Peter Ford <peterf(_at_)exchange(_dot_)microsoft(_dot_)com>:
Run a market survey and you will find out why people buy these NAT
devices. It shouldn't be that hard, you can hire one of many consumer
research firms to do that kind of quantative research for you.
Who needs market research? All you have to do is look at the cost-feature
profile of the most popular NATs and notice who they were designed for.
Those vendors have already done the market research and bet real money on the
Downstairs in my basement I have a Linksys firewalling router that does NAT.
Like millions of other SOHO users, I needed NAT in order to be able to connect
a home network of multiple machines to a DSL or cable line. The ISP gave
me only one IP address; the NAT allows me to have several clients and one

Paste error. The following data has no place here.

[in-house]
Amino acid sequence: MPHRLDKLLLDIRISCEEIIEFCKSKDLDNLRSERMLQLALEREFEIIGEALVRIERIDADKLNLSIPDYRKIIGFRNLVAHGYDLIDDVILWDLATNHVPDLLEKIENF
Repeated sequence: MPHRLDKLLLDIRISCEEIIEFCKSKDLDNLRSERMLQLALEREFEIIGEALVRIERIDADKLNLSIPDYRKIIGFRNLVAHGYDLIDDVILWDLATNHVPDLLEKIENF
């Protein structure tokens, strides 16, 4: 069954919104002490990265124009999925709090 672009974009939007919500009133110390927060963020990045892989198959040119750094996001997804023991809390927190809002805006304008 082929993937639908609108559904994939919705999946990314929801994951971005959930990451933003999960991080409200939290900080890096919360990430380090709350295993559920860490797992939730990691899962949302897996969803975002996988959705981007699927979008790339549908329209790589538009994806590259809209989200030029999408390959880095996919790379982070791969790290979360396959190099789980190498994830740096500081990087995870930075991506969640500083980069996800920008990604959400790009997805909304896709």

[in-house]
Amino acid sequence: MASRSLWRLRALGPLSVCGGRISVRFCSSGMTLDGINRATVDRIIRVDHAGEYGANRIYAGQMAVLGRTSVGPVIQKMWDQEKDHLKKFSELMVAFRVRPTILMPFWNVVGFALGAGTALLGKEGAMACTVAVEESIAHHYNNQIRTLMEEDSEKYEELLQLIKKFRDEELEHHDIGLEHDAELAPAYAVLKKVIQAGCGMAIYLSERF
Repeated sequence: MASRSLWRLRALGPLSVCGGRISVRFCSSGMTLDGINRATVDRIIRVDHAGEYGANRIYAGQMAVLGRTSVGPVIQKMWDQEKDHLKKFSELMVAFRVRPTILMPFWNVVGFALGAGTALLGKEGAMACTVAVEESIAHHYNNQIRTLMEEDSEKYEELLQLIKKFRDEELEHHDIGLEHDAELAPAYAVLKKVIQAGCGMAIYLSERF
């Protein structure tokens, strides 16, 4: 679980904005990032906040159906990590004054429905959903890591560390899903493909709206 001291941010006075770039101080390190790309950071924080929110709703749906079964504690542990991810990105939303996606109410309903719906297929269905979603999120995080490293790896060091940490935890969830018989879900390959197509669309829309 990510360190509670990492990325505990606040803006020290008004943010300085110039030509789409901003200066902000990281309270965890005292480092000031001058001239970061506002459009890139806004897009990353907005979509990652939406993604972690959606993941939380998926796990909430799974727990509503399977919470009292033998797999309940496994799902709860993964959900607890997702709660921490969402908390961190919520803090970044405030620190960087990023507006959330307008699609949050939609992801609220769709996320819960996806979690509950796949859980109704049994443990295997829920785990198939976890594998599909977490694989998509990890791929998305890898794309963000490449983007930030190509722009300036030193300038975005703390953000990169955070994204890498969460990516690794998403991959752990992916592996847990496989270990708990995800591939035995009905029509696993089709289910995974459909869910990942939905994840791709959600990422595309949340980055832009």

server behind it. (This particular box, as is now common, is also a
WiFI access point.)
The other thing NAT does is allow me to decouple my local IP addresses
from the ISP's assignment. So all my local machines can keep
192.168.1.x regardless of what address the world thinks my server has.
Because I have a static address (220.127.116.11) this is merely a
convenience that would make it easy for me to change ISPs if I had to;
if, like many ISP users, I had a DHCP-allocated dynamic one, it would
be a necessity.
To sum up, NAT gives me two features:
1. Multiple machines on the single-address allocation the ISP gives me.
2. Decoupling of mt local network addresses from the ISP assignment.
The Linksys, which is probably the single most popular brand, was designed
for exactly this set of requirements. So are most of its competition -- the
Belkins, the Netgears, the AirStations, etc.
I hear a lot of muttering about NATs being evil. I really don't have an
opinion on the subject -- I understand some of the theoretical problems,
but they've never bitten me. So, asking as a network administrator,
how would the implied problems be solved in an IPv6 world?
<a href="http://www.catb.org/~esr/">Eric S. Raymond</a>
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